Your first item for the shopping list is a contact mic or piezio pick up. You can grab 1 online for as little as a couple quid. Make sure for this set up to have a 1/4 inch Jack coming off the end of the contact mic. If it comes with a 1/8 then buy a wee adapter. If it comes with simply a female jack input, then buy appropriate jack to jack extension.
For anyone confused who thinks I am talking about a person when I keep saying the word 'jack', never mind the above chat. Here is some cheapo links for you to buy from ebay:
Step 3: Irig
Next piece of amazing kit you need to go get yourself is an 'Irig2'.
This piece of equipments basically takes your headphone output of your iphone/ipad and transforms it into multiple inputs and outputs. Why this is important will become apparent shortly.
For now all you have to do is connect your Contact Mic into the guitar symbol slot of the Irig2.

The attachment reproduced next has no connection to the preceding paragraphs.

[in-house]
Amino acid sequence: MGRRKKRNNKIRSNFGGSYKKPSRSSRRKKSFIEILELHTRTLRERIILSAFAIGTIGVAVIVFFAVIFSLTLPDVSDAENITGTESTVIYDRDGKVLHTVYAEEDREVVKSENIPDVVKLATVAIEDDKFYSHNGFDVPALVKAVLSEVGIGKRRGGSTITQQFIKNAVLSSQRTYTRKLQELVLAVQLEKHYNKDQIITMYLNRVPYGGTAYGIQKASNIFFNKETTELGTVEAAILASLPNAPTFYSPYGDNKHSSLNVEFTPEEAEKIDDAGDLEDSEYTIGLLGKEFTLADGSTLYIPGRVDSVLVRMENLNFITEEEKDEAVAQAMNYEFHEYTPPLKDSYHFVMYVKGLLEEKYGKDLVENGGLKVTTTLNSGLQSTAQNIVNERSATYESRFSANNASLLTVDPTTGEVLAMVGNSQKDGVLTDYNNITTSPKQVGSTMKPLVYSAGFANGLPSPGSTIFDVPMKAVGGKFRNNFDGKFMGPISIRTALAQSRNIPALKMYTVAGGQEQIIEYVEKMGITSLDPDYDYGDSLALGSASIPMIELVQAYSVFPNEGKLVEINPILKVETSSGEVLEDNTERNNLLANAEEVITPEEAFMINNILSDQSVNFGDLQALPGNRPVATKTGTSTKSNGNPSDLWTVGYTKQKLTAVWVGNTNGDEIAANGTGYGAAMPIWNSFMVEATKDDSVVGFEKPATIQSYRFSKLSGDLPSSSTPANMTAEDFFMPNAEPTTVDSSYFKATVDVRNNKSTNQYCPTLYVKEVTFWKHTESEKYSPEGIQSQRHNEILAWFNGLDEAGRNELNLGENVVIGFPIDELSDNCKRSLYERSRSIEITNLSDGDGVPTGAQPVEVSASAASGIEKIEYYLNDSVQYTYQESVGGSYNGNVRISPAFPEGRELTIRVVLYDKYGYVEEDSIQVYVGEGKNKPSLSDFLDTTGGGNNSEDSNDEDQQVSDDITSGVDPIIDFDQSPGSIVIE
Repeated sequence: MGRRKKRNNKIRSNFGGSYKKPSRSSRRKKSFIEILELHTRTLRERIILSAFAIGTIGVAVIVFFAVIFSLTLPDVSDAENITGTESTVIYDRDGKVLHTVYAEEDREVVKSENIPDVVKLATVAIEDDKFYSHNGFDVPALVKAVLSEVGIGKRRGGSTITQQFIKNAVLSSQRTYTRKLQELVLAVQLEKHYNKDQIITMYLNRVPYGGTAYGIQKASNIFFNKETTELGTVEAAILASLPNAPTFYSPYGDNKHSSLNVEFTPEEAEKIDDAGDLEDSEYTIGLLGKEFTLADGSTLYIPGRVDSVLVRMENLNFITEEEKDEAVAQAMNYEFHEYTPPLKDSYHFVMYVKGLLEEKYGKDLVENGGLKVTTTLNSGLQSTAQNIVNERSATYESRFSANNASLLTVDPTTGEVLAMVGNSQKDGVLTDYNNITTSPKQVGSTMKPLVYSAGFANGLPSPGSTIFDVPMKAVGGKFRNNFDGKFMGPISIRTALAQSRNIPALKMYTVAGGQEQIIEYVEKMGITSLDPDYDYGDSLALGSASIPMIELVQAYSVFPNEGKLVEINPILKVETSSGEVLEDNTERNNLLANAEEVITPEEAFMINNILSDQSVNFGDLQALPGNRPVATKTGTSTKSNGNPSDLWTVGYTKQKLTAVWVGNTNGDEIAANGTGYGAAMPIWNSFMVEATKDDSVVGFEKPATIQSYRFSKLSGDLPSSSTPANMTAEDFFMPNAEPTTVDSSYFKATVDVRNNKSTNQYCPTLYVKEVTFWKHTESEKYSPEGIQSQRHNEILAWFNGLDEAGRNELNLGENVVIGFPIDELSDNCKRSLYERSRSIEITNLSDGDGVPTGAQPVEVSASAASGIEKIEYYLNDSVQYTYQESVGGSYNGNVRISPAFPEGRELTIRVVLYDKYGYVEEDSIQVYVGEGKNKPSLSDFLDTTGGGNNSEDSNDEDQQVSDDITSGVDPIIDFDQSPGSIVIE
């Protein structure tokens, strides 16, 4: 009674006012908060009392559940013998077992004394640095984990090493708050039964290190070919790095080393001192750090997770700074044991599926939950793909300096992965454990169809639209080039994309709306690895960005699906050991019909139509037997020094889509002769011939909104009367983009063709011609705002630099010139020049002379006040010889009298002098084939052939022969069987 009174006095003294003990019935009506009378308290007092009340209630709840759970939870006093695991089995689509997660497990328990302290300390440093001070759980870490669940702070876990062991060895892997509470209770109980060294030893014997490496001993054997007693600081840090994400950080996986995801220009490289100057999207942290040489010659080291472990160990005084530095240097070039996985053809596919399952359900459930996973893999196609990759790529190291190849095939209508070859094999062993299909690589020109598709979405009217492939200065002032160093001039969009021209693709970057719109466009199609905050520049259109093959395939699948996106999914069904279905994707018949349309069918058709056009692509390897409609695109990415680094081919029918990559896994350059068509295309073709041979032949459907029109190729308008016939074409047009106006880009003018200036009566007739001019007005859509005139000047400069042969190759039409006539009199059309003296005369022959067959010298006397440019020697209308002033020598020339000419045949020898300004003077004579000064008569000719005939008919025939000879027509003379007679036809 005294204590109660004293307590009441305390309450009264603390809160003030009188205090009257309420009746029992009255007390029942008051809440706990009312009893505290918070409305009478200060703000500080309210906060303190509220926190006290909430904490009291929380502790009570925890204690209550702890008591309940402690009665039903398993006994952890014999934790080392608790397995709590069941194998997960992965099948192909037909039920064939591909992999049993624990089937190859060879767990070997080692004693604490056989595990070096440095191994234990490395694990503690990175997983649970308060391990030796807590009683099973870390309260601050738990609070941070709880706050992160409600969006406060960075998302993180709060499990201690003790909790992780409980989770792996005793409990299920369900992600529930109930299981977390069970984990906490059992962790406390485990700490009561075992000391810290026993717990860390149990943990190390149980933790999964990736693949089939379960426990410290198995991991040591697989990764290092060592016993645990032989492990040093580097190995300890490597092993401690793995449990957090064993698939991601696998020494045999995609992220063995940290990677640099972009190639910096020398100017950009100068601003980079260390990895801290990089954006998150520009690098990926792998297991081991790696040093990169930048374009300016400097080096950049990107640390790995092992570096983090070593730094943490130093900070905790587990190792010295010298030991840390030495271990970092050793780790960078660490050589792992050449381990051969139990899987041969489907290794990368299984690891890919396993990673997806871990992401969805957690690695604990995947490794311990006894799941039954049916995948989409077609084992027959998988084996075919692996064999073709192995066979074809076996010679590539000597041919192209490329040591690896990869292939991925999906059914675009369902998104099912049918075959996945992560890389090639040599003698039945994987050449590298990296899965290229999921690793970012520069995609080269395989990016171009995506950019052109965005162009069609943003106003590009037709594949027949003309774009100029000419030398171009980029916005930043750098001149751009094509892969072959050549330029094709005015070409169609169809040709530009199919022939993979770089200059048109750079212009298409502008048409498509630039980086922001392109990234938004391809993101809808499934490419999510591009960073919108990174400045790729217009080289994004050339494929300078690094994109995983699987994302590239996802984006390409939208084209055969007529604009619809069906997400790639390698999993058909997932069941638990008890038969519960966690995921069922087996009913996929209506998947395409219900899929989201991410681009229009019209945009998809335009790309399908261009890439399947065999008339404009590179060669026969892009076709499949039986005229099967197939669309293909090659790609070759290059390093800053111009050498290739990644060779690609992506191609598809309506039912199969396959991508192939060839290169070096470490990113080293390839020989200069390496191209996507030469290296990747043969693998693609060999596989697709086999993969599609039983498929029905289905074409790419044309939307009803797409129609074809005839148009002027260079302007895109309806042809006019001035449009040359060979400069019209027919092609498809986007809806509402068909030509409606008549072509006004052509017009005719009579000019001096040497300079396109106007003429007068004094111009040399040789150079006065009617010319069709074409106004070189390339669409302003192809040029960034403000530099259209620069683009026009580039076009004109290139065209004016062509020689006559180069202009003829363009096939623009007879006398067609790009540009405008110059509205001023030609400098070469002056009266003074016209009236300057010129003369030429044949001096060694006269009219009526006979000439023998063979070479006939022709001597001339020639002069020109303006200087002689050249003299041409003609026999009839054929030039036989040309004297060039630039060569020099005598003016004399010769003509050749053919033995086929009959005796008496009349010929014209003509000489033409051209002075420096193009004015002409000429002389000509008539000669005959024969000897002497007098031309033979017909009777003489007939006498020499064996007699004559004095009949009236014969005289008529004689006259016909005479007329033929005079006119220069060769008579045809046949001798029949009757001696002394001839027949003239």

Step 4: Speaker
Next thing on your shopping list is to grab yourself a small battery powered speaker. You can get endless different qualities and sizes of speakers that are battery powered these days. Make sure the 1 you buy will indeed fit inside the container you have chosen to use.
To make it louder for the person playing you could cut a hole in the top of the box for the speaker to pop out from to stop it being muffled by the cardboard.
Please insert the speaker into the 1/8 jack input on the Irig2. Its the input with the headphone symbol above it.
Step 5: Iphone/Ipad
Last thing you need to buy or go grab is an iphone or ipad or ipod4 onwards.
Once you are on your device, sign into the app store and download an app called
It costs £4 but very much worth every penny.
Please now insert the Irig 2 into the headphone input for your device and check and see if the contact mic is sending a signal to the app once you have it opened. If any problems, close the app and re open it and it should automatically read the incoming information from the contact mic.
Step 6: Stick It All in the Box
Now you have it all wired up, double check everything is correct and place it all comfortably inside your container.